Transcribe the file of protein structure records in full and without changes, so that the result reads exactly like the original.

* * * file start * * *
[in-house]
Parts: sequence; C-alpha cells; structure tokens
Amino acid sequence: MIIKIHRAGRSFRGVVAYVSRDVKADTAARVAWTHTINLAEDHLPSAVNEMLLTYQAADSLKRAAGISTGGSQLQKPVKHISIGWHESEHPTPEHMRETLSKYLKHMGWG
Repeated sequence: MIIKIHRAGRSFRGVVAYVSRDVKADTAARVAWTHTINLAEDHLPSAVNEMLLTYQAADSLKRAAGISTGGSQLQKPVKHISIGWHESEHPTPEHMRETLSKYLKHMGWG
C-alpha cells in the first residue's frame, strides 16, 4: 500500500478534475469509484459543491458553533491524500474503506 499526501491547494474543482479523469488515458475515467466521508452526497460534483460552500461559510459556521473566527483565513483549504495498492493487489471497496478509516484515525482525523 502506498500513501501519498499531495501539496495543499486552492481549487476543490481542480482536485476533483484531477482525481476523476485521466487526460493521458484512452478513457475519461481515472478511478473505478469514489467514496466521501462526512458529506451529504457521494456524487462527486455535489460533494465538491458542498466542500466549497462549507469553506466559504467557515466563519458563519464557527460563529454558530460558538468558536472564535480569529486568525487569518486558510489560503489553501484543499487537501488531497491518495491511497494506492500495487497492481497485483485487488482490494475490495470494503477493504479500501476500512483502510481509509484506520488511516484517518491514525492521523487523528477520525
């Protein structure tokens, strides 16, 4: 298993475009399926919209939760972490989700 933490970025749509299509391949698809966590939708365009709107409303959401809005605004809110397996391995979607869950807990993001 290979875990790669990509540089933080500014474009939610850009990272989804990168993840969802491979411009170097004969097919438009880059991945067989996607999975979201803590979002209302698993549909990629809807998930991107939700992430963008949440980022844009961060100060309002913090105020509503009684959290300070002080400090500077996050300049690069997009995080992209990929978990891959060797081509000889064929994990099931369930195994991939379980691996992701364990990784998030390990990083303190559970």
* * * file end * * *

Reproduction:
[in-house]
Parts: sequence; C-alpha cells; structure tokens
Amino acid sequence: MIIKIHRAGRSFRGVVAYVSRDVKADTAARVAWTHTINLAEDHLPSAVNEMLLTYQAADSLKRAAGISTGGSQLQKPVKHISIGWHESEHPTPEHMRETLSKYLKHMGWG
Repeated sequence: MIIKIHRAGRSFRGVVAYVSRDVKADTAARVAWTHTINLAEDHLPSAVNEMLLTYQAADSLKRAAGISTGGSQLQKPVKHISIGWHESEHPTPEHMRETLSKYLKHMGWG
C-alpha cells in the first residue's frame, strides 16, 4: 500500500478534475469509484459543491458553533491524500474503506 499526501491547494474543482479523469488515458475515467466521508452526497460534483460552500461559510459556521473566527483565513483549504495498492493487489471497496478509516484515525482525523 502506498500513501501519498499531495501539496495543499486552492481549487476543490481542480482536485476533483484531477482525481476523476485521466487526460493521458484512452478513457475519461481515472478511478473505478469514489467514496466521501462526512458529506451529504457521494456524487462527486455535489460533494465538491458542498466542500466549497462549507469553506466559504467557515466563519458563519464557527460563529454558530460558538468558536472564535480569529486568525487569518486558510489560503489553501484543499487537501488531497491518495491511497494506492500495487497492481497485483485487488482490494475490495470494503477493504479500501476500512483502510481509509484506520488511516484517518491514525492521523487523528477520525
């Protein structure tokens, strides 16, 4: 298993475009399926919209939760972490989700 933490970025749509299509391949698809966590939708365009709107409303959401809005605004809110397996391995979607869950807990993001 290979875990790669990509540089933080500014474009939610850009990272989804990168993840969802491979411009170097004969097919438009880059991945067989996607999975979201803590979002209302698993549909990629809807998930991107939700992430963008949440980022844009961060100060309002913090105020509503009684959290300070002080400090500077996050300049690069997009995080992209990929978990891959060797081509000889064929994990099931369930195994991939379980691996992701364990990784998030390990990083303190559970």